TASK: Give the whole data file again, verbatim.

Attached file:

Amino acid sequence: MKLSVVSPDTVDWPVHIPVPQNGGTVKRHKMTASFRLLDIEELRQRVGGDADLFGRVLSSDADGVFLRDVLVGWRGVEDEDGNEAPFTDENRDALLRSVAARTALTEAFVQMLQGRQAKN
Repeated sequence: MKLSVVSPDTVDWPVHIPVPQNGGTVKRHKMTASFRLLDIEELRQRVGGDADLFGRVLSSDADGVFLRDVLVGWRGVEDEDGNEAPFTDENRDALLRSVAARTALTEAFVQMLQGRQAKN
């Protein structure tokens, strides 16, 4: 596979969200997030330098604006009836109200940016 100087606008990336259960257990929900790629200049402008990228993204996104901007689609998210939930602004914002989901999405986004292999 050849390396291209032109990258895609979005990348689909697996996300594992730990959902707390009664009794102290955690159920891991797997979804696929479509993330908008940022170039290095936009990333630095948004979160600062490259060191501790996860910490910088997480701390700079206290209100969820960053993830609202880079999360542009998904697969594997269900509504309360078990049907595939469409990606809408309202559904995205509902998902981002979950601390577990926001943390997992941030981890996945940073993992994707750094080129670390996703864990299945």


Amino acid sequence: MKLSVVSPDTVDWPVHIPVPQNGGTVKRHKMTASFRLLDIEELRQRVGGDADLFGRVLSSDADGVFLRDVLVGWRGVEDEDGNEAPFTDENRDALLRSVAARTALTEAFVQMLQGRQAKN
Repeated sequence: MKLSVVSPDTVDWPVHIPVPQNGGTVKRHKMTASFRLLDIEELRQRVGGDADLFGRVLSSDADGVFLRDVLVGWRGVEDEDGNEAPFTDENRDALLRSVAARTALTEAFVQMLQGRQAKN
């Protein structure tokens, strides 16, 4: 596979969200997030330098604006009836109200940016 100087606008990336259960257990929900790629200049402008990228993204996104901007689609998210939930602004914002989901999405986004292999 050849390396291209032109990258895609979005990348689909697996996300594992730990959902707390009664009794102290955690159920891991797997979804696929479509993330908008940022170039290095936009990333630095948004979160600062490259060191501790996860910490910088997480701390700079206290209100969820960053993830609202880079999360542009998904697969594997269900509504309360078990049907595939469409990606809408309202559904995205509902998902981002979950601390577990926001943390997992941030981890996945940073993992994707750094080129670390996703864990299945």